Monday, November 2, 2015

November 2: Poet of the Week, Robert Hass, "Basho: A Departure," "Ives" Dip, Off the Top of My Head

I do not have much time this evening to be reflective.  In a little over an hour, I have to meet my wife and attend a performance given by my daughter's dance studio.  It's an annual event that usually takes place right after Halloween.  So, I am feeling a little rushed at the moment.

However, I did have time to choose the next Poet of the Week.  Robert Hass.  I chose him simply because I love the following poem from his collection Field Guide:

Basho:  A Departure

by:  Robert Hass

     Summer is over and
we part, like eyelids,
     like clams opening.

First, I love haiku.  Second, I love the longing and loss in these three really short lines.  It's a poem that really captures autumn in all its letting-go-ness.  October and November are letting-go months.  Summer lets go.  Leaves let go.  Light lets go.  It's a season of parting.

I am not going to get all morose on you tonight.  I did that in yesterday's post.  In fact, in the days leading up to the American holiday of Thanksgiving, I have decided to give thanks for something in every post.  This task may sound easy, but I am a perpetual pessimist.  Some people see the glass as half-full, and some see it as half-empty.  I see the glass as a petri dish of virulent bacteria.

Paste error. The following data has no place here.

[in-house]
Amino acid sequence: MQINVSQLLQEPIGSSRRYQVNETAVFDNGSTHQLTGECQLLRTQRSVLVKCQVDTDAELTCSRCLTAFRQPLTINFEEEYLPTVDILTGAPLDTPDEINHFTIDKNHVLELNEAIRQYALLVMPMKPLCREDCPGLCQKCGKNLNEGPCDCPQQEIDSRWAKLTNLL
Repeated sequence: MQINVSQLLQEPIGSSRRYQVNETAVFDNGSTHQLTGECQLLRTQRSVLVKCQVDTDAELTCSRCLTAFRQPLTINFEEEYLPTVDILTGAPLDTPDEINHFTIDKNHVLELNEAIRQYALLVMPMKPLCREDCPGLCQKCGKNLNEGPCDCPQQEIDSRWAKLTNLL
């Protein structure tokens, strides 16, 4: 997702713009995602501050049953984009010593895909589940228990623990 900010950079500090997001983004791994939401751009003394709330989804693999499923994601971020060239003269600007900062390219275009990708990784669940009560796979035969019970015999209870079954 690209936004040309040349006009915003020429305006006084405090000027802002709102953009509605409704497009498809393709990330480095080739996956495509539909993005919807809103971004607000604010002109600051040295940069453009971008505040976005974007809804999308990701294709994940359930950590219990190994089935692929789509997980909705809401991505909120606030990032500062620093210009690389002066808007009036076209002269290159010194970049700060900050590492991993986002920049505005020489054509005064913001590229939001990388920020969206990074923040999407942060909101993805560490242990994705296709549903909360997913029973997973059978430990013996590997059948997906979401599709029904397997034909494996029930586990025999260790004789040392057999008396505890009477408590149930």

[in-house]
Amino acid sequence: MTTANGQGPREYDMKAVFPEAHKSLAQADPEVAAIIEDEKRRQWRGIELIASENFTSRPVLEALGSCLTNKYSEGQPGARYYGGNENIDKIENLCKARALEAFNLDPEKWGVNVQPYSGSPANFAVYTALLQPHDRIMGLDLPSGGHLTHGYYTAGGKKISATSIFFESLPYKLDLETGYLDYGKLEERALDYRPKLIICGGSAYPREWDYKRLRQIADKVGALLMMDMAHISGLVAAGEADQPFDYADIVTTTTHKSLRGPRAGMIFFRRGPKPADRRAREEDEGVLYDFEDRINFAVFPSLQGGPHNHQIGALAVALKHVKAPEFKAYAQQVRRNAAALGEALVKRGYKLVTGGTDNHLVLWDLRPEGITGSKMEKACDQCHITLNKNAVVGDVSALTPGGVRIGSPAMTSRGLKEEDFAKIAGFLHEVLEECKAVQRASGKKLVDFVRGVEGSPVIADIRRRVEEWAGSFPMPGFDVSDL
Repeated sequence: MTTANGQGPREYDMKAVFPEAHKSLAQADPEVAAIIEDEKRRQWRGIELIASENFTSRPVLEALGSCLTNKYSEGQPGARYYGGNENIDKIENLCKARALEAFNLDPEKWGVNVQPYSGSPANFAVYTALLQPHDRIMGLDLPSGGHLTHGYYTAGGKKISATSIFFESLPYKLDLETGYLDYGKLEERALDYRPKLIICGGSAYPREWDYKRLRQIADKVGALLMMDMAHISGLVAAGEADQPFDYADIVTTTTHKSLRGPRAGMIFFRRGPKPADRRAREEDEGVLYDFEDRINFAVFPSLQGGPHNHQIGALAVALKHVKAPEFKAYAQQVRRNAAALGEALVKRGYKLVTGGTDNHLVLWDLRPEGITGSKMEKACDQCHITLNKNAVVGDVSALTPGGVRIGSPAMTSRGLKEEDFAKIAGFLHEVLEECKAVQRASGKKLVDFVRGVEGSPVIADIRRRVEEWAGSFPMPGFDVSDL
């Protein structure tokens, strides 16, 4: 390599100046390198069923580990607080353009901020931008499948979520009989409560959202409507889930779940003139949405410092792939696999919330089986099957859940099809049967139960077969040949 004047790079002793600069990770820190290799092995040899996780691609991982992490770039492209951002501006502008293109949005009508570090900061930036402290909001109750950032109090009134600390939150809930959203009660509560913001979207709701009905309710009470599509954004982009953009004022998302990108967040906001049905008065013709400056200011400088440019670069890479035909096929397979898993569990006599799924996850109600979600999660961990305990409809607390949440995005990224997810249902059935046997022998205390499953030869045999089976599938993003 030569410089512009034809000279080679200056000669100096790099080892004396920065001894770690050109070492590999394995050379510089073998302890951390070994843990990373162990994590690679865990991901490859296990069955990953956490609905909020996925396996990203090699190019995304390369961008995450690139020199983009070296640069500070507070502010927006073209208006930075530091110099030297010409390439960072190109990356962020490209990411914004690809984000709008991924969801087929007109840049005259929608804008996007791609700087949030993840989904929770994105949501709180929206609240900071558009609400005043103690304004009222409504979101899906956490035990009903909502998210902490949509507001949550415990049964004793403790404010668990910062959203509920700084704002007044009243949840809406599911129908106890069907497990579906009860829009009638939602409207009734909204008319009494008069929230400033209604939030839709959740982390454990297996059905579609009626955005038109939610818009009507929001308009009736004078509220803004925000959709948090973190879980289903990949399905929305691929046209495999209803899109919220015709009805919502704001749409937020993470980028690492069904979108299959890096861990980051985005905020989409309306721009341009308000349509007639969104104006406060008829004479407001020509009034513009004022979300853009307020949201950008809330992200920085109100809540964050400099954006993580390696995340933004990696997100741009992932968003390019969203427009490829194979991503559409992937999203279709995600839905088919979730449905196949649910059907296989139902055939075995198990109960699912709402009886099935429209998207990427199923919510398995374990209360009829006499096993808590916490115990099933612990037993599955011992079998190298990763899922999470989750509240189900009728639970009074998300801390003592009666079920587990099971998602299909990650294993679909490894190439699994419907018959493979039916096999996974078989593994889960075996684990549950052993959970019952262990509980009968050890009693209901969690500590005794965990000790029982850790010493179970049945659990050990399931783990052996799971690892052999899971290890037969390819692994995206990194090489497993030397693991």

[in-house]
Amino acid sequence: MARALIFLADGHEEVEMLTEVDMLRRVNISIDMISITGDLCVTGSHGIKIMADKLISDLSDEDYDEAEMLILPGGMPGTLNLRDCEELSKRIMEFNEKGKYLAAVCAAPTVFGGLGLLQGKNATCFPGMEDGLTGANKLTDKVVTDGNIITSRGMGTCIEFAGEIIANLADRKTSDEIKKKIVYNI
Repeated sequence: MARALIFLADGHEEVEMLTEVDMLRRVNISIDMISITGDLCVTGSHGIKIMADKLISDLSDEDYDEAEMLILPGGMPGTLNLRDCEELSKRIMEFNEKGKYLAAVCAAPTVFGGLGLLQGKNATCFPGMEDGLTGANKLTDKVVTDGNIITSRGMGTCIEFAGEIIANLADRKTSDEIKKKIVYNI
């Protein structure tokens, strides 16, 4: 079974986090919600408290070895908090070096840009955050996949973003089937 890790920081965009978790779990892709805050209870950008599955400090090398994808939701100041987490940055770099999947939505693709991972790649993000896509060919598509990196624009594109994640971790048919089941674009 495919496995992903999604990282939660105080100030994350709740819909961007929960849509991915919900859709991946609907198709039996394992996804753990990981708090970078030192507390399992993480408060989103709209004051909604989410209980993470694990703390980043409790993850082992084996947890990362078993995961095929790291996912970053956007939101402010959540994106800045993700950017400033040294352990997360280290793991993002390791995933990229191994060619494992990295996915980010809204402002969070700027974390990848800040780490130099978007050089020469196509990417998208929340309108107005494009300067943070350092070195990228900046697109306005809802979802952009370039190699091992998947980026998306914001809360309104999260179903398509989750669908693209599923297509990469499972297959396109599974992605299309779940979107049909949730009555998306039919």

So, setting aside my normal tendencies, today I give thanks for . . . my daughter's dance performance.  It's something to which I look forward every year.  The music is good, and I get to see my daughter doing something she loves.  Plus, for an hour or so, I don't worry about bills to pay or papers to grade.  It's a great escape.

That wasn't as painful as I thought it was going to be.

It is also time for my weekly Ives dip.  There's only one question really pressing on my mind this evening:

Will I be able to afford to get the brakes on my car fixed soon?

And the answer:

Then they were silent.  They walked up a stretch of the block, across the way from the projects, a nerve-racking experience, even with a guard in a booth, because people were always getting held up, sometimes stabbed on that street.  They had reached Broadway when Robert added:  "You know, sometimes I think about what it would be like to be dead.  All I know is that He will be waiting.  It scared me for a long time, but you know what, Pop?  It doesn't anymore."

I suppose that response could mean that I don't really have to worry.  Robert isn't afraid of death anymore because he knows that God is going to be there for him.  Maybe I should stop fretting about my brakes because God is already working on a solution.

Saint Marty just has to trust.  Have faith.  Give thanks.

Off the Top of My Head

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